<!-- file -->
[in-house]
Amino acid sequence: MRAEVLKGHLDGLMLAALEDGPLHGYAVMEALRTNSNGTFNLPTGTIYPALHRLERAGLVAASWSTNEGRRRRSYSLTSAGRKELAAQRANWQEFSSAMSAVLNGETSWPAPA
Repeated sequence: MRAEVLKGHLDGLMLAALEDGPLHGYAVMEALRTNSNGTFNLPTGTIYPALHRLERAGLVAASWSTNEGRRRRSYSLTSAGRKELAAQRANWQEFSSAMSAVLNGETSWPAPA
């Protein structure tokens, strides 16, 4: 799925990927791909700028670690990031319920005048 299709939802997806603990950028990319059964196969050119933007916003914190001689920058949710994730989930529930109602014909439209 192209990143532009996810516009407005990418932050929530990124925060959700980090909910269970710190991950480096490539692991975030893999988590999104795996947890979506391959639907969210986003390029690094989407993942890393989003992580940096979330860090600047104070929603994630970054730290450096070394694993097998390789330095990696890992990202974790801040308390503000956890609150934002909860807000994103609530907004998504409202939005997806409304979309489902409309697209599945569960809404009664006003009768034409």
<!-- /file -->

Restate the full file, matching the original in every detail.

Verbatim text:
[in-house]
Amino acid sequence: MRAEVLKGHLDGLMLAALEDGPLHGYAVMEALRTNSNGTFNLPTGTIYPALHRLERAGLVAASWSTNEGRRRRSYSLTSAGRKELAAQRANWQEFSSAMSAVLNGETSWPAPA
Repeated sequence: MRAEVLKGHLDGLMLAALEDGPLHGYAVMEALRTNSNGTFNLPTGTIYPALHRLERAGLVAASWSTNEGRRRRSYSLTSAGRKELAAQRANWQEFSSAMSAVLNGETSWPAPA
């Protein structure tokens, strides 16, 4: 799925990927791909700028670690990031319920005048 299709939802997806603990950028990319059964196969050119933007916003914190001689920058949710994730989930529930109602014909439209 192209990143532009996810516009407005990418932050929530990124925060959700980090909910269970710190991950480096490539692991975030893999988590999104795996947890979506391959639907969210986003390029690094989407993942890393989003992580940096979330860090600047104070929603994630970054730290450096070394694993097998390789330095990696890992990202974790801040308390503000956890609150934002909860807000994103609530907004998504409202939005997806409304979309489902409309697209599945569960809404009664006003009768034409």